And then he was helpless, blind, weak; he had to be led by the hand. He had to be prayed for by a reluctant disciple from Damascus that he was coming to persecute. Ananias laid his hands on him to restore his sight. He immediately began to proclaim Jesus, and this soon got him in trouble. The hunter became the hunted; the persecutor became the persecuted. The powerful became weak. The pursuer was pursued. The one who came to take lives had to flee for his life. In a humiliating turn, those he came to persecute helped him escape; he was lowered in a large basket under cover of night, a basket normally used for salted fish or produce.

Saul the persecutor came to know what it was to be persecuted for the name of Jesus. But he had met Jesus, and Jesus was worth the cost. Christian ministry is characterized by humility, willingly sacrificial for the good of others.

Corona Muralis

It was well known that one of the highest military honors for valor was the Corona Muralis or Wall Crown. It was awarded to the first Roman soldier to successfully scale the wall of an enemy city. Ironically, Paul boasts in his weakness. He didn’t scale the wall in victory; he was lowered down the wall and slunk away under cover of darkness.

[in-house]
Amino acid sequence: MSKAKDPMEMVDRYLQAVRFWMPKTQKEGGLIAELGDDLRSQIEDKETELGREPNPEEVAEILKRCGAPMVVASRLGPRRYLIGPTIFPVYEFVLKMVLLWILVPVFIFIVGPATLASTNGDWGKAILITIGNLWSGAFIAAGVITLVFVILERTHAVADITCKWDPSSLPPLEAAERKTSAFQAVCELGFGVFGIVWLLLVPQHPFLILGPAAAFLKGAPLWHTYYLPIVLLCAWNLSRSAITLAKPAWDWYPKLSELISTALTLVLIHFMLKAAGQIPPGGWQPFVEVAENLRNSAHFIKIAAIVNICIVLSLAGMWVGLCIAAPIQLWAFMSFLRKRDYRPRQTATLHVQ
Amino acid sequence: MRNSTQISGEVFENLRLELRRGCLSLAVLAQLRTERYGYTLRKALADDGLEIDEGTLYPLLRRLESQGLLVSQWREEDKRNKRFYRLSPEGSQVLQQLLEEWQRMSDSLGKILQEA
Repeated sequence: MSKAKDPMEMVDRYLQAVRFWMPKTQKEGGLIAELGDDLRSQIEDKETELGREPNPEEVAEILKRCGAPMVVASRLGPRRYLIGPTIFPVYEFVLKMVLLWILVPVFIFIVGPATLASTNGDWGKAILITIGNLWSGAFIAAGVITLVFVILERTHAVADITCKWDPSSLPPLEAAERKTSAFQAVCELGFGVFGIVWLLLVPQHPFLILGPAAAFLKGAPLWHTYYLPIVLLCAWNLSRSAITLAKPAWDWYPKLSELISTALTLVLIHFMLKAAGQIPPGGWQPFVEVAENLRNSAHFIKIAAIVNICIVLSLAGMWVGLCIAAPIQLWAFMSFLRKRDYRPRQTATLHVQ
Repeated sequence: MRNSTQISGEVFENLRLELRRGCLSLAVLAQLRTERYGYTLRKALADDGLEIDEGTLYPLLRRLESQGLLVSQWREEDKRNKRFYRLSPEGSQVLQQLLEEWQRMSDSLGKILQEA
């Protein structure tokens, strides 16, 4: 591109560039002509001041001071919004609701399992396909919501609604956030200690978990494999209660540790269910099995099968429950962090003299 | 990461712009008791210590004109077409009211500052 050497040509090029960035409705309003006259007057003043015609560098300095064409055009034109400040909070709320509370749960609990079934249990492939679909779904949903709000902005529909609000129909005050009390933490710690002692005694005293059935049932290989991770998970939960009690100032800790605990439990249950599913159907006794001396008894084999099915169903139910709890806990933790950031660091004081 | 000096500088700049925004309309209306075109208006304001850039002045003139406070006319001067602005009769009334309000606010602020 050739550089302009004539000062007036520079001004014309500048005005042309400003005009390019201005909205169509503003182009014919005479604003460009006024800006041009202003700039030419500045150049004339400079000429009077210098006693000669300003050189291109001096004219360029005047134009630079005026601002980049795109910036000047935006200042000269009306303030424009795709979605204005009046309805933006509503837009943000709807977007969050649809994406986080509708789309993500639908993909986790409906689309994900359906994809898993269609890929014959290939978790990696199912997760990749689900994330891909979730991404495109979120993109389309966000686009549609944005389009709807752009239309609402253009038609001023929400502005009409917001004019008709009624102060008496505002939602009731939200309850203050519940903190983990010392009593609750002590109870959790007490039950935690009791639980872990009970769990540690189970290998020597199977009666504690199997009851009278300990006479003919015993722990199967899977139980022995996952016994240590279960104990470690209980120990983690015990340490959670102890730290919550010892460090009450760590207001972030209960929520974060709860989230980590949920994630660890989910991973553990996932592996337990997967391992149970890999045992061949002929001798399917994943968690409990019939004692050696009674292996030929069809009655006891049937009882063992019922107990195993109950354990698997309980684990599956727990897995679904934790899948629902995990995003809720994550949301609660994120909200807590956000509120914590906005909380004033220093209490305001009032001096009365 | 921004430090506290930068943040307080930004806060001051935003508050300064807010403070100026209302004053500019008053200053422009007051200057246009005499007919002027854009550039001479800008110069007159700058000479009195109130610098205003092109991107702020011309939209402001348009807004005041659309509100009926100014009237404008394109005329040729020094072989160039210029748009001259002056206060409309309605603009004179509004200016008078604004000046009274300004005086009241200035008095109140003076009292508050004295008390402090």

The false apostles wanted credentials, they wanted evidence of divine commissioning. They wanted an account of a vision or evidence of divine favor. In bringing up Damascus, Paul alludes to his divine call and commissioning, but instead he recounts his shameful exit from the city.

Jericho and David

But Paul was not the only one to escape down a city wall. Under Joshua’s command, the two spies who entered Jericho were let down a scarlet cord through an opening in the wall by Rahab the prostitute (Josh.2:15). David escaped from King Saul when Michal let him down through the window, and he fled (1Sam.19:12). In each of these accounts, what seems like an ignominious and shameful escape turns out to lead to a display of God’s power.

This is exactly Paul’s point. God’s power is displayed most vividly through human weakness. So he is glad to boast in the things that display his weakness, so that God alone would get all the glory.

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Pastor Rodney Zedicher ~ Ephraim Church of the Bible ~ www.ephraimbible.org

February 2, 2021 Posted by | 2 Corinthians, podcast | , , , , , , , , , , , , , , , , | Leave a comment